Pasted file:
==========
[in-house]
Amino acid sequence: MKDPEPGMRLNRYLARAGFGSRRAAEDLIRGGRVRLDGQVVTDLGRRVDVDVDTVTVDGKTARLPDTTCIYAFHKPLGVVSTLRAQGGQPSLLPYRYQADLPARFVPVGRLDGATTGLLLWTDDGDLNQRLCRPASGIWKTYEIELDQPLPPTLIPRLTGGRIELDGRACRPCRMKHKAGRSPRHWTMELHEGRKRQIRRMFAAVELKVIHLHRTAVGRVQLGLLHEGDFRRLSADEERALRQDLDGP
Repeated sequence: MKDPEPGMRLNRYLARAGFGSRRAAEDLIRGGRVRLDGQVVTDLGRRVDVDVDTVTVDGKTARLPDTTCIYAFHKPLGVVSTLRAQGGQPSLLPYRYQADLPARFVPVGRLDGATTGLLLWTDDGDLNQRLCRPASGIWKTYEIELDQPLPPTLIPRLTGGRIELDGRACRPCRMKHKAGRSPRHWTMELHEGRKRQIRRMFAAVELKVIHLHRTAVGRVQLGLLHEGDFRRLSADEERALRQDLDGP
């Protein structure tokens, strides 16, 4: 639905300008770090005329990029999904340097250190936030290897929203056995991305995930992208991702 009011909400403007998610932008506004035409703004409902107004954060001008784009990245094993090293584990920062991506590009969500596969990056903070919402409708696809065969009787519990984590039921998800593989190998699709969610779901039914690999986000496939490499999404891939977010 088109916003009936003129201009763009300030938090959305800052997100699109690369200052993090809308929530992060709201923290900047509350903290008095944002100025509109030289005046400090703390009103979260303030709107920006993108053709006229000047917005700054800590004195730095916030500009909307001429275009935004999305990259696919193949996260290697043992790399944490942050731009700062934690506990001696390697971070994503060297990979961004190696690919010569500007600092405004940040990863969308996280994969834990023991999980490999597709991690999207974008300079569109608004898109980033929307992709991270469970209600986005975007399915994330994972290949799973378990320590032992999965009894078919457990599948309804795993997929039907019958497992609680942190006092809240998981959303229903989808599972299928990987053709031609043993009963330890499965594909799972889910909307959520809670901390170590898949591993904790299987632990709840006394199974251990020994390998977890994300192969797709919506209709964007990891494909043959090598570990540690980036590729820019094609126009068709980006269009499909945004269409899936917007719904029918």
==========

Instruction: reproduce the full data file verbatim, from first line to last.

[in-house]
Amino acid sequence: MKDPEPGMRLNRYLARAGFGSRRAAEDLIRGGRVRLDGQVVTDLGRRVDVDVDTVTVDGKTARLPDTTCIYAFHKPLGVVSTLRAQGGQPSLLPYRYQADLPARFVPVGRLDGATTGLLLWTDDGDLNQRLCRPASGIWKTYEIELDQPLPPTLIPRLTGGRIELDGRACRPCRMKHKAGRSPRHWTMELHEGRKRQIRRMFAAVELKVIHLHRTAVGRVQLGLLHEGDFRRLSADEERALRQDLDGP
Repeated sequence: MKDPEPGMRLNRYLARAGFGSRRAAEDLIRGGRVRLDGQVVTDLGRRVDVDVDTVTVDGKTARLPDTTCIYAFHKPLGVVSTLRAQGGQPSLLPYRYQADLPARFVPVGRLDGATTGLLLWTDDGDLNQRLCRPASGIWKTYEIELDQPLPPTLIPRLTGGRIELDGRACRPCRMKHKAGRSPRHWTMELHEGRKRQIRRMFAAVELKVIHLHRTAVGRVQLGLLHEGDFRRLSADEERALRQDLDGP
């Protein structure tokens, strides 16, 4: 639905300008770090005329990029999904340097250190936030290897929203056995991305995930992208991702 009011909400403007998610932008506004035409703004409902107004954060001008784009990245094993090293584990920062991506590009969500596969990056903070919402409708696809065969009787519990984590039921998800593989190998699709969610779901039914690999986000496939490499999404891939977010 088109916003009936003129201009763009300030938090959305800052997100699109690369200052993090809308929530992060709201923290900047509350903290008095944002100025509109030289005046400090703390009103979260303030709107920006993108053709006229000047917005700054800590004195730095916030500009909307001429275009935004999305990259696919193949996260290697043992790399944490942050731009700062934690506990001696390697971070994503060297990979961004190696690919010569500007600092405004940040990863969308996280994969834990023991999980490999597709991690999207974008300079569109608004898109980033929307992709991270469970209600986005975007399915994330994972290949799973378990320590032992999965009894078919457990599948309804795993997929039907019958497992609680942190006092809240998981959303229903989808599972299928990987053709031609043993009963330890499965594909799972889910909307959520809670901390170590898949591993904790299987632990709840006394199974251990020994390998977890994300192969797709919506209709964007990891494909043959090598570990540690980036590729820019094609126009068709980006269009499909945004269409899936917007719904029918």